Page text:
On Monday, Massachusetts legislators passed steps designed to reduce spending on the most costly drugs covered by MassHealth, the state Medicaid program.

Gov. Charlie Baker is reviewing the plan, a spokesman for his office said. It included much of what the Republican governor initially proposed in January to curb drug costs that he says have nearly doubled since 2012.

The plan, part of a compromise budget agreement, established direct negotiations with drug companies for high-priced drugs. If the governor isn’t satisfied with the results, his office could propose a price, hold public hearings or refer the drug price in question to the state’s Health Policy Commission (HPC).

Lawmakers softened the impact of the drug pricing policy at the request of the state’s powerful biotech industry.

In the final version, drug manufacturers can’t be required to negotiate, they don’t have to attend any public hearings, and companies accused of charging excessive prices will not be referred to the state's attorney general.

A spokeswoman for AG Maura Healey said that doesn’t necessarily mean the AG’s office won’t investigate.

“It is never necessary to get a referral from another agency to use our authority under the consumer protection law,” she said.

House Ways and Means Committee Chair Rep. Aaron Michlewitz said the goal of the compromise was to create a cooperative working relationship between all parties.

“I’m proud to say that the conference report achieves that cooperative goal,” said Michlewitz. “I’m looking forward to seeing those savings that are attained as a direct result.”

The Baker administration expects $70 million in savings from negotiations.

Health Care for All, a leading consumer advocacy group, said it was pleased that the public will soon have more information about drug prices and how those prices are set. HCFA director Amy Rosenthal said it’s time for the state’s biotech industry to help address rising health care costs.

“This is an important first step to make sure that the pharmaceutical industry has some skin in the game,” she said. “This is their way of helping to make sure all of the residents in Massachusetts have the health care that they need.”

MassBio, an industry group, thanked lawmakers for “considering the real world impact of the most significant Medicaid drug pricing legislation in the country.” PhRMA, which represents biotech researchers and manufacturers across the U.S., took a more wary tone.

“We have significant concerns about the potential impact this policy could have on patients’ access to medicines and the future of the life sciences industry in Massachusetts,” wrote PhRMA spokeswoman Tiffany Haverly in an email. “We hope that the Commonwealth will work with us to implement the budget agreement to mitigate these concerns.”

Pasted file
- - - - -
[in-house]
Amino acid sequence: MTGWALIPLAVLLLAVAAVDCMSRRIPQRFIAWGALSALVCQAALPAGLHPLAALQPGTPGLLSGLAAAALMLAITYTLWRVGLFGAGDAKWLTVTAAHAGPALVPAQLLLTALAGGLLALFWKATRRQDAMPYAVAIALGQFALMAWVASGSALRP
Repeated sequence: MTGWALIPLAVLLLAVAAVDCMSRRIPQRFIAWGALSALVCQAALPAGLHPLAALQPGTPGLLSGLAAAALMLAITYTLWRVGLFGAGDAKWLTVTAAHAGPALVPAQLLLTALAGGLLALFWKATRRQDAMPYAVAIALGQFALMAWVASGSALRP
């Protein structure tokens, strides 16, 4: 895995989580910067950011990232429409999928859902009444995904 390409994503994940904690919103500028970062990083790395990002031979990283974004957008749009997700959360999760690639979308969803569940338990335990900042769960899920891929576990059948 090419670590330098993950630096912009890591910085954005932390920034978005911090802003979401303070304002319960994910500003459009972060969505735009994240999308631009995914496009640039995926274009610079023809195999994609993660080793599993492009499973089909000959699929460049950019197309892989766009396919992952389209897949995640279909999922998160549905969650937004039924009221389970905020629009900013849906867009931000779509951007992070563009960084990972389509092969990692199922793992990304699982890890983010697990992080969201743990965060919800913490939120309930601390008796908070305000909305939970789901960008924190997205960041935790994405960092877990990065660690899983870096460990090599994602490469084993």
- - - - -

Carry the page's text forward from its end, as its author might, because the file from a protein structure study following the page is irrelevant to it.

There’s no timeline for the start of negotiations under the new plan. The Baker administration can request negotiations if drug prices meet one of two criteria: those that cost more than $25,000 for each patient annually after rebates, or those for which the state spends more than $10 million a year after rebates.

At least two drugs that cure Hepatitis C are expected to trigger both. MassHealth spent $116.8 million on a medication called Harvoni, before rebates, in 2018 and $80.5 million on another drug, Epclusa. Both are produced by Gilead Sciences. A spokeswoman said the company “is committed to helping make our medicines accessible to those who need them.”

“We have successfully negotiated with states that share our commitment to patients and will continue to do so to maintain broad access to our medicines,” the spokeswoman wrote in an emailed statement.

The Health Policy Commission said reviewing drug prices is consistent with the agency’s mission.

“The HPC has consistently documented the rising cost of prescription drugs as one of the main drivers of health care spending growth over the past several years,” said David Seltz, executive director of the Massachusetts Health Policy Commission, in a statement.

Matt Salo, executive director at the National Association of Medicaid Directors calls Massachusetts “the tip of the spear for states thinking about about how to deal with the tsunami, of important innovations that are coming at an incredibly unsustainable price.”

Other states are trying negotiations, says Salo, but only a few are pushing to post prices and hold public hearings.

“What puts Massachusetts and a couple of states ahead of the curve is that they are big, they are powerful and they’ve got governors who are willing to use their bully pullpit to say, ‘if we can’t get you to negotiate a lower price behind closed doors, we’re going to try to do that in a public forum,’” Salo said.

Gov. Baker has 10 days to review the final drug price negotiation language and sign it, as is, or send the plan back to the Legislature with amendments.

This story comes from the New England News Collaborative, eight public media companies, including The Public's Radio, coming together to tell the story of a changing region, with support from the Corporation for Public Broadcasting.